A one-time seat of papal power and a long-time magnet for artists, Caroline Crutchley discovers that despite a huge influx of tourists to the region, Provence remains as captivating and beautiful as ever.

The clear, sweet-scented morning air mingled with the aroma of fresh coffee.

The shady tree-lined avenues enticed me to linger over another croissant, perhaps captured in an artist’s sketch for immortality- Caroline Crutchley

I had arrived the previous evening at Marseille airport thanks to Ryanair, collected my hire car, and headed for the nearby Hotel Comfort.

I was fortified with breakfast and ready to explore Provence, the region that became popular due to Peter Mayle’s book, A Year in Provence. Had it been spoilt? Had the hordes moved on?

Aix en Provence was my first stop and this provincial city epitomises the French south. Twee shops and street cafes cater for tourists.

Cours Mirabeau is a long, tree-lined boulevard; a place to walk, be seen, and sip coffee. And that has not changed much since its inception in the mid 17th century.

The city’s most famous son is Paul Cezanne, born in 1839, and the legacy of this post-impressionist painter draws visitors from far and wide. A tour of his studio containing easels, paints and canvasses was an eerie experience. Time seemed to have stood still.

After many intense arguments with his father, he was sent to a Paris art school. There he met Pissarro, Renoir and Monet, developed his style and returned to his hometown a star.

Before his death in 1906, many young artists visited Aix en Provence to learn from the master. Cezanne’s works captured the sunny and serene countryside and lifestyle of Provence.

Small-scale rural agriculture in the region today provides some of the best food France can offer. Soft rain and the southerly sun have blessed each natural ingredient. Vines bask on gentle slopes, producing top rated wines.

The old town was a pleasure to wander around, enjoying the leisurely pace of life. Medieval alleys in the Bourg Saint Saveur area were a particular favourite, as was the Cathedral of the Holy Saviour, which evolved over centuries and boasts a blend of Romanesque, Gothic and Baroque architecture.

From the treasures of the Archbishop’s Palace to the clock tower and Four Seasons fountain, the shady tree-lined avenues enticed me to linger over another croissant, perhaps captured in an artist’s sketch for immortality, before driving northwards towards Avignon.

Tucked into a bend on the River Rhône, my first sight of a road sign to Avignon brought back childhood memories of the nursery rhyme Sur le Pont d’ Avignon. With that in mind, it could only be a happy visit and a chance to try out my atrocious school French.

Avignon was known as Avenio in Roman times, meaning the town of violent winds. Parking under the shade of a tree, I crossed the busy road to the visitors’ centre of the famous bridge.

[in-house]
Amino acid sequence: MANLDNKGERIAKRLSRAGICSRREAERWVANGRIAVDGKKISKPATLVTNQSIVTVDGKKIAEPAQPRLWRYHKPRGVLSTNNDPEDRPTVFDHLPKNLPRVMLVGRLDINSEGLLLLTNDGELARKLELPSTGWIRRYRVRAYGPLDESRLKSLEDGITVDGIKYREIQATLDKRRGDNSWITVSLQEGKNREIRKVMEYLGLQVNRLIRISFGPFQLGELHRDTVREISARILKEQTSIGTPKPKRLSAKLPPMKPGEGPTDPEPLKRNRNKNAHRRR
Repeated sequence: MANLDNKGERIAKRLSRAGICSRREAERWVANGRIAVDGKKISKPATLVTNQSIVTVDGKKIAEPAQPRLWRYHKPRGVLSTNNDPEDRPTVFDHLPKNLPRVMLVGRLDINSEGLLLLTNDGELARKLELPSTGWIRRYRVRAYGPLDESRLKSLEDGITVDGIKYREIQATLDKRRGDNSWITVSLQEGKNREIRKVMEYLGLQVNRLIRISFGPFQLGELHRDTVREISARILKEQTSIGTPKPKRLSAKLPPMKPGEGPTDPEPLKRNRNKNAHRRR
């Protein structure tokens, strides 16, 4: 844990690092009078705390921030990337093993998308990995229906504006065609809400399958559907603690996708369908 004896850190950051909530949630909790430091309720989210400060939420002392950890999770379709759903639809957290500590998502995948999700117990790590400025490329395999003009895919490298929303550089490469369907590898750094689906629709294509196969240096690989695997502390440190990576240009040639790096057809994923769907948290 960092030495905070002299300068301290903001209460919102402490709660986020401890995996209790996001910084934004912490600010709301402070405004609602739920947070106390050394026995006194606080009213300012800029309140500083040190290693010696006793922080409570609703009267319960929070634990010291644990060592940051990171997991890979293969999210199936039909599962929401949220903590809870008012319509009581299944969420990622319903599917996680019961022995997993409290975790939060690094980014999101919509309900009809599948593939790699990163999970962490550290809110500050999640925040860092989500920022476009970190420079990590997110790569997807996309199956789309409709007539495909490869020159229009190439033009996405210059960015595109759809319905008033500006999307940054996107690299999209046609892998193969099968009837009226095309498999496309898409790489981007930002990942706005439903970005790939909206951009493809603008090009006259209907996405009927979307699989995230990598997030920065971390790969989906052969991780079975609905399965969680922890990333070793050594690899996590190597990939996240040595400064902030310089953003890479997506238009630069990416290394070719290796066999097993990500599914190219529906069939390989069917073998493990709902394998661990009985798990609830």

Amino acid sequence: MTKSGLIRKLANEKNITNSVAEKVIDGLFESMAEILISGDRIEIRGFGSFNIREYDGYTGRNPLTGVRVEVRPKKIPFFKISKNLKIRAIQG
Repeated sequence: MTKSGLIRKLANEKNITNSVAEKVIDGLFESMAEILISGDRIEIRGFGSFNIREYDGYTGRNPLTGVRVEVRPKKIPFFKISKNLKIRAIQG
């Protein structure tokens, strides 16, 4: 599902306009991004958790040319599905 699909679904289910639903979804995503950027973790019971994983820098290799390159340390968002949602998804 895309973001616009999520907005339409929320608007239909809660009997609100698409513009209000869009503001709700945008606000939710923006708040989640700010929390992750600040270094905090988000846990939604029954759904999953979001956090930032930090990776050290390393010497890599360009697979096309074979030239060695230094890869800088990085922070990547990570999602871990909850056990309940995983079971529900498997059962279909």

Climbing the stone steps, I found myself within the portcullis where I learnt the history of this mammoth bridge, built all those years ago. The actual name is Pont St Bénézet, in honour of the saint, and just four of the original 22 arches remain.

I stepped outside onto the slippery cobbled area, into the teeth of the ‘violent wind’ there to greet me, making my coat billow.

I struggled to make headway towards the end of the 12th century bridge, and turned eastwards towards the stark, grey walled town.

An audio tour provided an in-depth history of this place of papal power and its importance as a crossing point. It seemed that much drinking and dancing took place in bawdy taverns under the spans of the bridge.

There is a free shuttle boat over to the Îsle de la Barthelasse. The green marsh area is an ideal place to stroll and picnic on warm summer days.

Once I had safely returned to the bank I walked around this well-preserved town, just one-hour drive from Marseilles airport.

The austere Gothic Palais des Papes dominated the town as surely the Popes did during the 14th century. A tour took me through secret passageways, wardrobe chapels and bedchambers.

The cellars back then would have been full of top quality Cote de Rhone wines to compliment the fine food, Châteauneuf du Pape being the most famous. This was grown especially for the popes that made Avignon their base. French Pope Clement V in 1308 was the first to do so.

The Petit Palais and Cathedral of Notre Dame completed the stunning group of Unesco World Heritage buildings.

It is so easy to get lost in the cobbled streets, but with plenty of cafes to while away the time, it is a place to savour at a slow pace.

French bakeries emit an aromatic waft, drawing visitors to their doors. Wandering under the striped market canopies of the daily stalls was a great way to work up an appetite for lunch.

Culture has a strong base in this town, with a summer festival in July. Many a famous artist passed through on their Provence tours.

The Rochers des Doms Park nestles behind the palace and I walked up the ramp that took me onto the only walkable section of the ramparts.

Avignon has always had a reputation for being a lively place where farmers came to make merry, and that has prevailed.

During the summer months, the Provence countryside becomes enveloped in a blue haze, with endless fields of blooming lavender. The heady perfume wafts on the southerly breeze and lingers everywhere.

Village festivals and lavender oil distilleries open for the harvest. Not only will your nose be assailed, the lavender oil also finds its way into ham, cheese and honey.

Taking a trip outside the summer season is the best way to enjoy the peaceful unspoilt, rolling countryside. The brightness of the colours creates a rich palate of green, yellow and blue.

I understand why so many artists love to paint Provence, it is still so unspoilt.

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